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CALIFORNIA | LOCAL
April 10, 1994
Remember the wildfires last autumn? There were several, and each blaze had a name. Collectively, however, the disaster was known as the Southern California firestorm, an important distinction that told folks throughout the nation that the damage was indiscriminate and widespread. Too bad earthquakes are named for their epicenters, or at least for where the experts initially presume the epicenter to be.
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CALIFORNIA | LOCAL
April 8, 2014 | By Alicia Banks
It was a surreal scene for some, a traffic headache for others, as demonstrators set up 375 desks in neat rows Tuesday on the street in front of the headquarters of the Los Angeles Unified School District. The stunt's organizers said desks represented the roughly 375 students who dropped out of L.A. Unified schools each week during the 2011-2012 school year. According to the California Department of Education, 8,748 L.A. Unified students dropped out during that school year. It's a number organizers with the Communities for Los Angeles Student Success say they don't want district officials to gloss over.
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BUSINESS
July 22, 1990 | HERBERT NADEL, HERBERT NADEL is chief executive and president of the Nadel Partnership, an architecture, planning, and interiors firm based in Los Angeles. and
The City of Los Angeles recently approved construction of Watt City Center, a 1.6-million-square-foot office complex located downtown, west of the Harbor Freeway. As part of the deal, the developers agreed to include an on-site day-care center, implement a state-of-the-art traffic management system and pay $38 million in fees and taxes. That added about $24 a square foot to the cost of construction. Nonetheless, some citizens groups wanted the city to impose even greater taxes and fees.
CALIFORNIA | LOCAL
March 20, 2014 | By Catherine Saillant
Four of the candidates vying to replace Los Angeles County Supervisor Zev Yaroslavsky will face off this evening in the first major debate of the campaign. Scheduled to participate are former Santa Monica Mayor Bobby Shriver, former state lawmaker Sheila Kuehl, West Hollywood Councilman John Duran and former Malibu Mayor Pamela Conley Ulich. Yaroslavsky, who is leaving office after two decades, represents neighborhoods with some of the county's highest voter participation rates -- a district stretching from Santa Monica and Beverly Hills into the San Fernando Valley.  The event, starting at 7:30 at UCLA, is jointly sponsored by the Greater Los Angeles chapter of the Society of Professional Journalists and radio station KCRW-FM (89.9)
CALIFORNIA | LOCAL
October 3, 2013 | By Laura J. Nelson
The roads in greater Los Angeles are the most deteriorated in the United States, which costs Southern California drivers more than $800 a year, according to a national transportation analysis released Thursday. Los Angeles-Santa Ana-Long Beach ranks first among cities with more than 500,000 residents for the percentage of roads in poor condition, according to TRIP, a Washington, D.C.-based nonprofit group that studies transportation data and issues. According to the study, about 64% of roads in greater Los Angeles are in poor condition.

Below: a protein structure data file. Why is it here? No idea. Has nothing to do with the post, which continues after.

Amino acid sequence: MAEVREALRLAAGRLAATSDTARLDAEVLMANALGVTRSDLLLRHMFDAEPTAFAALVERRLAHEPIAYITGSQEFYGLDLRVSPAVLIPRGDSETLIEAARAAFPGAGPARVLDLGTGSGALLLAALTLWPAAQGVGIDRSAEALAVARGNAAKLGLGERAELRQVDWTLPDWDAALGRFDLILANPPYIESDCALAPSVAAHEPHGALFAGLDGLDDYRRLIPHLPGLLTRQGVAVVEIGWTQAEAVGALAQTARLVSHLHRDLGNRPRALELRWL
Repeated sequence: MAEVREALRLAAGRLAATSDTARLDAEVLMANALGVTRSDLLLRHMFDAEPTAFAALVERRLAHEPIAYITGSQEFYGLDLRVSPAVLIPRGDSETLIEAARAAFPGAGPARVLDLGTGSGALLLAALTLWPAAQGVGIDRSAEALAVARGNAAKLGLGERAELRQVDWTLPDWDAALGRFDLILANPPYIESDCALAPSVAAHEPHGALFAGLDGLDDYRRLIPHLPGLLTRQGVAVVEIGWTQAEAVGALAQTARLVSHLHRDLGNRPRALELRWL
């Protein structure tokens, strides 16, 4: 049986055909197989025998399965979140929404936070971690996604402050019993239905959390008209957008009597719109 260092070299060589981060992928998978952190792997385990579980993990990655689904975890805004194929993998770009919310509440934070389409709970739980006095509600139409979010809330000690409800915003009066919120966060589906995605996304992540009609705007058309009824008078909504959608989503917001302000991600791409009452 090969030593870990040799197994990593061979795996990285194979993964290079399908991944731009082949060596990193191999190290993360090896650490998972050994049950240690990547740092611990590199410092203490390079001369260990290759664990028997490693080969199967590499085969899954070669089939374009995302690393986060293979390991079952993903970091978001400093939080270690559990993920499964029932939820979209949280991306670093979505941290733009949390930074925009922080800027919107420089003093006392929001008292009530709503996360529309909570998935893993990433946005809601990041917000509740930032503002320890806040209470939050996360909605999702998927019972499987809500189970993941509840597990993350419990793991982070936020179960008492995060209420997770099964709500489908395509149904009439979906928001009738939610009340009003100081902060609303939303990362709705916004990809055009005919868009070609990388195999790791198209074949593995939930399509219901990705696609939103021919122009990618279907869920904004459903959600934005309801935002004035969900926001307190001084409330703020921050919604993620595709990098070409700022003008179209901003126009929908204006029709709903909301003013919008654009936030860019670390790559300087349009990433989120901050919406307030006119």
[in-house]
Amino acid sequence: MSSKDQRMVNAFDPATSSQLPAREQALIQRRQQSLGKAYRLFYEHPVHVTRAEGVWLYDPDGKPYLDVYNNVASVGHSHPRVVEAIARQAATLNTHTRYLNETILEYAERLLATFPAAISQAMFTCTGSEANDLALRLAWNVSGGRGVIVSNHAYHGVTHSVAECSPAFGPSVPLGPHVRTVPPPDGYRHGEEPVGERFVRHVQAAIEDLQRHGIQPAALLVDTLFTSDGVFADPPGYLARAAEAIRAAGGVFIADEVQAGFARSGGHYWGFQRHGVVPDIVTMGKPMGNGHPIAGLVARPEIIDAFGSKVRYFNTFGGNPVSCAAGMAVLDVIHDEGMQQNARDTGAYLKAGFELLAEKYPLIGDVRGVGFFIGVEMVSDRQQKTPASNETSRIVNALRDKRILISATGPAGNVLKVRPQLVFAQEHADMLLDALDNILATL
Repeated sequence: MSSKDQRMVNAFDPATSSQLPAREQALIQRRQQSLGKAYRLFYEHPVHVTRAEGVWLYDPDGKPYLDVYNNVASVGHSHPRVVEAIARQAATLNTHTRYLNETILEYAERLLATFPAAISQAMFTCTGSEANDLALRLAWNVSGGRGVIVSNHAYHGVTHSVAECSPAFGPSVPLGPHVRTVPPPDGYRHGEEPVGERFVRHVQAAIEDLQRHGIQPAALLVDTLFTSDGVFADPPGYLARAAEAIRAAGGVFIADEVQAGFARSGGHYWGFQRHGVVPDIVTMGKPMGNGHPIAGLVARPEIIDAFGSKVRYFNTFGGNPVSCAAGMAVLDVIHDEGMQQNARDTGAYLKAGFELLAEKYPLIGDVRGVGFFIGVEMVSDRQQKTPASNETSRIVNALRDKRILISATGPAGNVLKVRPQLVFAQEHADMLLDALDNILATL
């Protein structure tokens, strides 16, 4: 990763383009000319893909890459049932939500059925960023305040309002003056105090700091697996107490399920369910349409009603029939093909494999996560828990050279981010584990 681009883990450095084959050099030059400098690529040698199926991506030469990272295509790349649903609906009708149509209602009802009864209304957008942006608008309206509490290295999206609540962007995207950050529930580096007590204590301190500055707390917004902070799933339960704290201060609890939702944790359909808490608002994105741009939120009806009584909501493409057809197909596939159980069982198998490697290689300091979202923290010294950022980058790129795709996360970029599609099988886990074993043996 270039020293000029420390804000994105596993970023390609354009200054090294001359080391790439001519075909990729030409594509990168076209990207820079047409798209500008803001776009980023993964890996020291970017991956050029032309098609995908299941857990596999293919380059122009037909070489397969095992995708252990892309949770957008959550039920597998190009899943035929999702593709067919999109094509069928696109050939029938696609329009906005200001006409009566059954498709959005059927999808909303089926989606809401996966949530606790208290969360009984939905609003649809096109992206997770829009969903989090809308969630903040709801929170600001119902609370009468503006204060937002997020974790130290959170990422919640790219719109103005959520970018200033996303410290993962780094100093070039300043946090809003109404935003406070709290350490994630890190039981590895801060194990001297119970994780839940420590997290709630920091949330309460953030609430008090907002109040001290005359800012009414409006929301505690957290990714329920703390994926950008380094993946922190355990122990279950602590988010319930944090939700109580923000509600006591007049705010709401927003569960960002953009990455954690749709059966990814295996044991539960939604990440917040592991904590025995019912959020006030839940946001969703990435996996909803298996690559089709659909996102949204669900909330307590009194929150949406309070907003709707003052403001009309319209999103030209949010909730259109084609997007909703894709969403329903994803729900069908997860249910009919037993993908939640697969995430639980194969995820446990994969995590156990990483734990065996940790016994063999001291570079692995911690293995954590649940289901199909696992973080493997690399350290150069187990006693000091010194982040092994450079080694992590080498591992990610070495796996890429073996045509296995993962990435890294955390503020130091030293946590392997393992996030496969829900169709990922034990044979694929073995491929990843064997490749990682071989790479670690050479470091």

ENTERTAINMENT
July 25, 1991 | SUZANNE MUCHNIC, TIMES ART WRITER
Plans to find a home for Los Angeles' nascent Latino Museum of History, Art and Culture have moved forward with the formation of a site-acquisition team. "This sterling group of people will assist me in identifying permanent sites, selecting three or four possibilities, negotiating and ultimately making an acquisition," said Frank H. Cruz, president and executive director of the planned museum.
CALIFORNIA | LOCAL
February 13, 2014 | By Rong-Gong Lin II, Doug Smith and Rosanna Xia
Santa Monica will become the first city in California to inspect concrete, steel and wood-frame buildings and require seismic retrofitting for those deemed vulnerable during a major earthquake. The city will spend more than $100,000 over the next year identifying potentially dangerous buildings, then property owners must show they are safe or fix them. City officials said they would determine over the next few months how much time the owners have to complete the retrofitting. The survey is expected to cover hundreds of buildings, including steel office towers, older concrete buildings and wood multistory apartment houses that dot the city.
CALIFORNIA | LOCAL
March 7, 2014 | By Emily Alpert Reyes and Ryan Menezes
Sixteen-year-old Monica buried her face in a pillow, trying to rest for school the next day, as the clock ticked past 11 p.m. Sleep was a battle in the tiny apartment. Hunched at the other end of the family's only mattress, two of her brothers played a video game while a third lounged next to her, watching virtual soccer players skitter on screen. Her 2-year-old niece toddled barefoot near the door, toying with a pile of pennies. In all, seven people live in this wedge of space in Historic South-Central, including Monica's mother and the mother of the little girl - the longtime girlfriend of one of her brothers.
CALIFORNIA | LOCAL
December 19, 1987
Adults who drank draft beer or imported beer and households using pretzels during the past year, indexed against the national average (100). Draft Beer Greater Los Angeles 88 Greater New York 89 Greater Chicago 109 Imported Beer Greater Los Angeles 139 Greater New York 136 Greater Chicago 138 Pretzels Greater Los Angeles 125 Greater New York 77 Greater Chicago 87 Source: 1986 Study of Media and Markets, Simmons Market Research Bureau, Inc.
CALIFORNIA | LOCAL
February 23, 2014 | By Rong-Gong Lin II and Rosanna Xia
A Los Angeles City Council member wants to allow owners who seismically retrofit apartment buildings to pass on the costs to tenants. Councilman Bernard C. Parks said he wants the city to explore exempting these apartment owners from the city's rent-control law as part of a larger effort by city officials to strengthen thousands of buildings vulnerable to collapse during a major earthquake. Under existing laws, only 50% of the cost of major apartment rehabilitation projects can be passed through to tenants, Parks said.
CALIFORNIA | LOCAL
March 17, 2014 | By Ari Bloomekatz and Ruben Vives